Certain critics began to say that what Chandler wrote was literature. He was compared to Hemingway because of his short, pithy sentences, but this is where the remblance ended. Chandler was a master at writing dialogue where Hemingway sometimes failed. Chandler's similes, aphorisms, and witty epigrams soon brought a new word to the English language: Chandlerism's. Watch for these when reading the Big Sleep and google them to find many examples such as: He was as conspicuous as a tarantula on a piece of angel food cake.

    Chandler also became a screen writer. With Billy Wilder, he co-authored the screen play for Double Indemnity which was originally written by James Cain. But alcoholism followed him throughout his life. He died intestate at 70, leaving a disputed estate of only $60,000. His legacy of crime literature has never been equalled. Even the most insulated person has heard of his tough private eye, Philip Marlowe, who was the epitome of chivalry also. I like to think that somwhere Chandler is composing another convoluted, enigmatic novel on an old typewriter while wearing the white gloves he puportedly wore when writing his masterpieces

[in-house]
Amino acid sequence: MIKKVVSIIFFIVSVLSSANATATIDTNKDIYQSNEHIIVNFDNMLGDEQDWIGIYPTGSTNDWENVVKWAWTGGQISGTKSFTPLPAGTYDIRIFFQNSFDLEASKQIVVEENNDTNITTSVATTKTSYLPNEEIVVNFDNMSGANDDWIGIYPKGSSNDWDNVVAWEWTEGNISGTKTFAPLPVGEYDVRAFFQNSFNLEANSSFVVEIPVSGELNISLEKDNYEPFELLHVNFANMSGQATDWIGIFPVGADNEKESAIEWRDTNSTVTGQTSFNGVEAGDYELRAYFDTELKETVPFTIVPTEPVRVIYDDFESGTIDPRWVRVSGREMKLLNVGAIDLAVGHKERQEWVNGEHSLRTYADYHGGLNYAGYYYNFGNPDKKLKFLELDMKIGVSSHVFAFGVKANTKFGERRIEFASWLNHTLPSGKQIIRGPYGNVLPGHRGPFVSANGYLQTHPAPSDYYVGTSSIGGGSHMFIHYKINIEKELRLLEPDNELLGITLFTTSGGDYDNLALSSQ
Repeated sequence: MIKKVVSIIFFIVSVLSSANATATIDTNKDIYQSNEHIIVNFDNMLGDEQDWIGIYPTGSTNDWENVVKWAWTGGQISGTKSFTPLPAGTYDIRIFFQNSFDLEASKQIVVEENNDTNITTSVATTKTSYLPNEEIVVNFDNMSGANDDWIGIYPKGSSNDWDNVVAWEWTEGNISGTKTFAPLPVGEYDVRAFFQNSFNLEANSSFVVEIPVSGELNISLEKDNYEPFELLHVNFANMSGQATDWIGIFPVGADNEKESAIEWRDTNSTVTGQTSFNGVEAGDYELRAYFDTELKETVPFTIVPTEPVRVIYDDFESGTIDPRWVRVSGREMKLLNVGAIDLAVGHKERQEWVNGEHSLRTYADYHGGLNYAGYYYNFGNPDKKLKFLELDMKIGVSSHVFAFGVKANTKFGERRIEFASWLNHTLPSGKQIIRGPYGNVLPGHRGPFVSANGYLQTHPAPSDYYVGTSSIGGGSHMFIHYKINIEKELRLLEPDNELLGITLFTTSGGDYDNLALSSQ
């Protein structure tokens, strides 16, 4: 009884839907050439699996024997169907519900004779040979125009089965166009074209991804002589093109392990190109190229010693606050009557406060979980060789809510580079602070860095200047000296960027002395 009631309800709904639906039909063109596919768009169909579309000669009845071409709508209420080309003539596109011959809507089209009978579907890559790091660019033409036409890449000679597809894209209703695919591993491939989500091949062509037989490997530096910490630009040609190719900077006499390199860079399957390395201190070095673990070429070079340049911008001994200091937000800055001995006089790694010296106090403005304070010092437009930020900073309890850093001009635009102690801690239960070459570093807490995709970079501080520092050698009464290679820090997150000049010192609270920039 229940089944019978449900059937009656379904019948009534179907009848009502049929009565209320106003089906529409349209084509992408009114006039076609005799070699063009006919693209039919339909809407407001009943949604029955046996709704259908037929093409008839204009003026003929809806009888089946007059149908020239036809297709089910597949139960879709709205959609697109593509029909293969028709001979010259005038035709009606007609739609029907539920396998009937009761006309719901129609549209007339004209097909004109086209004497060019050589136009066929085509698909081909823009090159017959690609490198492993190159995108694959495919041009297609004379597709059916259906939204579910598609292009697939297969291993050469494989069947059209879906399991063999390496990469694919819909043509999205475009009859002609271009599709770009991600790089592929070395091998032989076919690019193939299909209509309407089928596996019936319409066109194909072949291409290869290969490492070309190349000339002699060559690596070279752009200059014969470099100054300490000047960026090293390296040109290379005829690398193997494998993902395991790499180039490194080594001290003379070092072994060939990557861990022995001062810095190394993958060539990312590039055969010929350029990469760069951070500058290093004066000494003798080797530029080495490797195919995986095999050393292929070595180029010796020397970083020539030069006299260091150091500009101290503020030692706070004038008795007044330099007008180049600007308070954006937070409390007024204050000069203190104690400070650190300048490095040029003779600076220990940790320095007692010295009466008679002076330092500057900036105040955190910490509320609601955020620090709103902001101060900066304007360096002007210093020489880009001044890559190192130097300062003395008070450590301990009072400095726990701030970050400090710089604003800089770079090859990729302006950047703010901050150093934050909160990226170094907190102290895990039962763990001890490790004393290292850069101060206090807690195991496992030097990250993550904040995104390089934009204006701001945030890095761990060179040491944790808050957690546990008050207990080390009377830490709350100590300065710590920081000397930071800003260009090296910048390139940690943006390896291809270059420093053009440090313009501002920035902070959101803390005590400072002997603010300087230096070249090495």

For more about Raymond Chandler, see Raymond Chandler, A Biography, by Tom Hiney.
    Last edited by dfloyd; 12-01-2009 at 06:31 PM.

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    Bought it on Monday on what is possibly my last trip to Borders as they are in receivership in UK and all the stores may be closing soon. I realised no-one had been tempted by my suggestion of Mankell - again - so gave in gracefully and went with the majority vote. Will start it soon and will look forward to reading the comments of fellow readers.

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    Cool Where to find some good Chandler books...